You will recognize a reactive state by the powerful influx of painful emotion or suffering you get from time to time. This can take the form of anger, anxiety, fear, guilt, despair, regret, seeking approval, shame, hatred, frustration and many other similar emotions. It is the activation of your pain body.
Your pain body is formed in two ways – by your own experience and by being influenced by other people’s pain bodies around you. Pain bodies are created when you have an experience, mostly as a young child, in which your sense of security is shattered, and you feel humiliated, helpless, vulnerable, powerless or overwhelmed. The events themselves are not ‘graded’ – individuals can experience the same event in very different ways. You inherit your parents’ and other influential people’s pain bodies, because their own pain bodies will define how they behave, and therefore treat you as you grow up.
What makes a difference is whether you are able at the time of the event to process your feelings and thoughts around it. If you are, the event is less traumatic, and will have little or no impact on you later in life – it becomes neutral.
If, however, at the time, you are unable to process the emotions you associate with the event and let the experience pass through you, the feelings you associate with it will become part of your pain body – they are trapped.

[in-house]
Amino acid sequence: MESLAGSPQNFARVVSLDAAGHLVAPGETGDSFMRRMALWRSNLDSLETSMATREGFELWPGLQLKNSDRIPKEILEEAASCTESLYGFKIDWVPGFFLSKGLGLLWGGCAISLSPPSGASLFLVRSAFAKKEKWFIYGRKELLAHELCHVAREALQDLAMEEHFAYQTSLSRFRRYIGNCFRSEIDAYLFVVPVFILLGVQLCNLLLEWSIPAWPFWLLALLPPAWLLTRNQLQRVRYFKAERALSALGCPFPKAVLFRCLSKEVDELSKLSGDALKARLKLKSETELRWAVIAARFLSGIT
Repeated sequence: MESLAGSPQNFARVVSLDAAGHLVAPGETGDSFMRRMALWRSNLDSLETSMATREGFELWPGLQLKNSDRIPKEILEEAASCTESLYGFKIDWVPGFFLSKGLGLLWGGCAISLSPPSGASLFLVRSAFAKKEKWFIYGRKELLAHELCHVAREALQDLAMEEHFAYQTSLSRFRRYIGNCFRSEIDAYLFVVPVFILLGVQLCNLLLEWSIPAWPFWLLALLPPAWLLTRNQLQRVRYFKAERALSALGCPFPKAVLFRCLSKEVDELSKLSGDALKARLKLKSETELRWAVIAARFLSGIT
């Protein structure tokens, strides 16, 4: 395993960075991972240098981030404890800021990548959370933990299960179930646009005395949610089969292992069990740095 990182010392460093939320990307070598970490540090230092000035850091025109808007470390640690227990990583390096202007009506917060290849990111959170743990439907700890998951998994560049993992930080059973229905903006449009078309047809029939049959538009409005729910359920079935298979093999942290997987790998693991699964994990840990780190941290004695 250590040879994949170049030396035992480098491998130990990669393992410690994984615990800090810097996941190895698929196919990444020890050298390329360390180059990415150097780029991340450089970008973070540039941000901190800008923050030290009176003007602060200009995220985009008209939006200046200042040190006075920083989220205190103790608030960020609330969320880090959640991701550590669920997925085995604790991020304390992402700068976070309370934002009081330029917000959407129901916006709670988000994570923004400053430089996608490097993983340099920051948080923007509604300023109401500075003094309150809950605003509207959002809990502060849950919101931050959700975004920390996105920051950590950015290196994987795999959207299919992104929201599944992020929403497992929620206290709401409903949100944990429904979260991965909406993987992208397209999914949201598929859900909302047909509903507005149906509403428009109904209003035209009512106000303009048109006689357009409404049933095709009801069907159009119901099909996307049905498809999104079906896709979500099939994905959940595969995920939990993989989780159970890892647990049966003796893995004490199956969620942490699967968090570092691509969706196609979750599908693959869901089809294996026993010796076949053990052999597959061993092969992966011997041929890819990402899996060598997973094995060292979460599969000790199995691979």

Your ego then learns that when it feels threatened, or not safe, it will do its utmost to stop you allowing yourself to feel the ‘unpleasant’ feelings you experienced then. The feelings trapped in the pain body become like an alarm system – when triggers are set off the alarm bells ring and you rush to automatically handle the perceived emergency. For most people this is not done in a conscious way – it is a reactive process. The alarm goes off when you find yourself in a situation where your ego senses it could feel the pain you felt when you were little, so it takes over your being and protects you. Over time, what your ego causes you to do in these situations becomes very predictable – you find yourself doing things that you always have done to avoid feelings you don’t want to experience.
To give an example of this, you might have had an event when at primary school that you did not like, for example being bullied. The emotion you associate with that experience is humiliation. You learned at the time to survive that feeling by becoming very angry and violent, which helped you survive then. Later in life, if you get into a situation where you start to feel that you could be heading for a humiliating experience, your ego takes over, and you become very angry, very quickly, possibly violent too. At this stage in your life, this might not be an appropriate response to the situation, but it is so automatic you almost cannot help yourself.
The good news is that you can help yourself. The key to dealing with these automatic reactions is to become aware of them. In this way they no longer control you – you start to control them, which gives you space to change your response to one that is more useful in the current circumstances.
A Snapaband can help with this, by stopping the automatic train of thought and action, giving you space to put something more productive in place.
This is one area we will be looking at in some detail for the participants on the forthcoming Direction Seminar, starting 17th April. It is a key tool in helping people to be at their best and experience joy, a sense of direction and fulfillment in their lives. For more information look at http://www.clarityseminars.co.uk